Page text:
Officer in Charge agrees to launch investigation

Feldmann was firm and confident early in his deposition when he said he believed the search of Yezek’s home was legal. Therefore, he saw no reason to do any kind of thorough internal investigation of the incident once Yezek filed his lawsuit, he said.

Instead, Feldmann said he reviewed official police reports and the search warrant affidavit and had discussions with both Hotnich and Cooper as part of his normal duties. His conclusion? They did nothing wrong.  

Feldmann also said that he never compared what the officers wrote in the official police documents to the security footage from Yezek’s cameras.

Rupp then walked Feldmann through each conflicting statement the officers wrote in the official reports.

The conflicting information included:

Neither of the officers pounded on any door to get Yezek’s attention.Search warrant affidavit states the door in the mudroom that leads to Yezek’s kitchen opened with each knock, but the door actually opens outward, not inward, which would make it impossible for someone’s knocks to open the door.Footage of a camera pointed at Yezek in his dining room does not show Yezek had invited the officers inside his house, contrary to what the official police document stated.There were not any large bags of marijuana on the kitchen table in plain view.Cooper wrote in the police report that a judge granted the search warrant and then they found 580 marijuana plants upstairs, but they actually found the plants during a search before the warrant had been secured.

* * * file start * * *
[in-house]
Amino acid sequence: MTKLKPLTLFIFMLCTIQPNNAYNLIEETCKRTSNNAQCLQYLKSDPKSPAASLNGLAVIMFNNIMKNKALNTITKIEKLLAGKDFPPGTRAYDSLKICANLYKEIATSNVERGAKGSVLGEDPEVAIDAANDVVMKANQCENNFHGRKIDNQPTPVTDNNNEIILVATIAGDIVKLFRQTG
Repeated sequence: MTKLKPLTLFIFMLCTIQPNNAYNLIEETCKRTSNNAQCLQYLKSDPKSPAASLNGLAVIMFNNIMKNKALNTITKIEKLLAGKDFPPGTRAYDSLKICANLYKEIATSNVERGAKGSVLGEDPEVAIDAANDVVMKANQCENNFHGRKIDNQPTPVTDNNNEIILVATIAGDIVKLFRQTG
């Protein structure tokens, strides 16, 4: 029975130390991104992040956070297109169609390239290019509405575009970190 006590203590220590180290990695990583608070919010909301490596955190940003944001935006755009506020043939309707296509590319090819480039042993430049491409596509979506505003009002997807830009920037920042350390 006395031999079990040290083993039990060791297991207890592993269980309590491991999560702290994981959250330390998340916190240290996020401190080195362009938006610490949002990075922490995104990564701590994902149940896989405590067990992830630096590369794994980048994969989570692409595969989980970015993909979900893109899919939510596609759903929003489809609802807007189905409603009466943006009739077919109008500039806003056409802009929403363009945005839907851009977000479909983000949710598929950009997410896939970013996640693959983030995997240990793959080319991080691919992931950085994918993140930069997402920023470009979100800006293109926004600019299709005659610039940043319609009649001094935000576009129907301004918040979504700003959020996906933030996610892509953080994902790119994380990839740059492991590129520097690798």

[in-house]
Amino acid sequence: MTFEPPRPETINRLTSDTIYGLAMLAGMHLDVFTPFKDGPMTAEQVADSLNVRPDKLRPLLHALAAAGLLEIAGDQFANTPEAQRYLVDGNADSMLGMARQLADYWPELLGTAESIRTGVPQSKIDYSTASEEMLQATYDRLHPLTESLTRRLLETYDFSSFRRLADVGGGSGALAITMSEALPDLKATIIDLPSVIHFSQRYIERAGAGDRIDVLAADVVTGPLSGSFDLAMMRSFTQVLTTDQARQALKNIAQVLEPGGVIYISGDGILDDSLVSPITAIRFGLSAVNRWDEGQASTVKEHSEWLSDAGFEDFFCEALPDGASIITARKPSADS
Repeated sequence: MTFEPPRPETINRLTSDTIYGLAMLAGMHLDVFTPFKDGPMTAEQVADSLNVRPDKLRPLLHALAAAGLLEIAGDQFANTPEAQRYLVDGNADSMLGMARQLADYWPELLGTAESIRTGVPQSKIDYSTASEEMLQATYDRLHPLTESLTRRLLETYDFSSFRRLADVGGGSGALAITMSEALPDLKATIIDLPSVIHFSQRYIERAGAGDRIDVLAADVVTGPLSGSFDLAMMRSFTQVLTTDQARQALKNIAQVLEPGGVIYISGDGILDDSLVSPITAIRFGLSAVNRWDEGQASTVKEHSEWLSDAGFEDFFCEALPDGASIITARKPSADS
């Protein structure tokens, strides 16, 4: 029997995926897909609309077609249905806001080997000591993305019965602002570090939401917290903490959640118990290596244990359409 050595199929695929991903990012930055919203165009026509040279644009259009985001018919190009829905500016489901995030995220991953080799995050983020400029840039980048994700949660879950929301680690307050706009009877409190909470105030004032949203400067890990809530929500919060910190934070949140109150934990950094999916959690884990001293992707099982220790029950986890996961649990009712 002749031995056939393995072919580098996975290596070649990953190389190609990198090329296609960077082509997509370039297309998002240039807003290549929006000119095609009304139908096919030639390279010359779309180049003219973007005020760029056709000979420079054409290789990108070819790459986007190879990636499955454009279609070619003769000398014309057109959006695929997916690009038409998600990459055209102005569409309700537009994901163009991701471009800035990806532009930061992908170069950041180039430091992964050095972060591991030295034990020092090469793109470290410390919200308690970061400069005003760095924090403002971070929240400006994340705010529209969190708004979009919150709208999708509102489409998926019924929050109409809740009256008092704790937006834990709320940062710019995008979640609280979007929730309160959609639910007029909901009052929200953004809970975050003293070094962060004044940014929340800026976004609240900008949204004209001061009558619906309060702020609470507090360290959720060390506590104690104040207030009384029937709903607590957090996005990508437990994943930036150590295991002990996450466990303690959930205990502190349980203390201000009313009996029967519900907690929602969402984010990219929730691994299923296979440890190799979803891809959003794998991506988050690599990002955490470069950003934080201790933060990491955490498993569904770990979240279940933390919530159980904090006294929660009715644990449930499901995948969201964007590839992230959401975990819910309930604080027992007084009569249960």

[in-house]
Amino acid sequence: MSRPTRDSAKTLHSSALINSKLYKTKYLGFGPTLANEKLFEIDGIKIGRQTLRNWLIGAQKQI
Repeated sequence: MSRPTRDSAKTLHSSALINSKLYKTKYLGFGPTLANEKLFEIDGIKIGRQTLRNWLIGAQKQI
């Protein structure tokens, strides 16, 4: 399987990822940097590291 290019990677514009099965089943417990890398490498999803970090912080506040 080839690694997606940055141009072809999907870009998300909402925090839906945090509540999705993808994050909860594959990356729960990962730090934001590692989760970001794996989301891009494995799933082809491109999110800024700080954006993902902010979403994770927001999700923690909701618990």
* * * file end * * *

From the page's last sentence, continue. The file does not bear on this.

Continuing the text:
Rupp asked Feldmann if he was aware that his officers used the plain view exemption of allegedly spotting two large bags of marijuana on the dining room table as the basis for ignoring Yezek’s order to leave his house.

Rupp: And would you agree that there is no marijuana on the table to be seen?

Feldmann: Yes.

Rupp: Are you aware that officers Cooper and Hotnich have testified under oath that they discovered the growing operation before they got the search warrant?

Feldmann: No.

Rupp: Does that give you any pause for concern that the police report and the sequence of events that they recited was not accurate?

Feldmann: Yes.

Rupp continued: Is it fair to say, Officer Feldmann, that we’ve now seen just from what I’ve shown you so far today, we’ve seen numerous instances of these officers giving inaccurate accounts of what happened that day in numerous documents, several documents, both under oath and unsworn?

Feldmann: Yes.

Rupp: OK, does that give you any cause for concern?

Feldmann: Absolutely.

Rupp: Does it make you want to investigate Mr. Yezek’s allegations of police misconduct more thoroughly?

Feldmann: Yes.

News 4 Investigates made numerous inquiries with the Gowanda Police Department for an update on the investigation, but never got a response.

Dan Telvock is an award-winning investigative producer and reporter who has been part of the News 4 team since 2018. See more of his work here.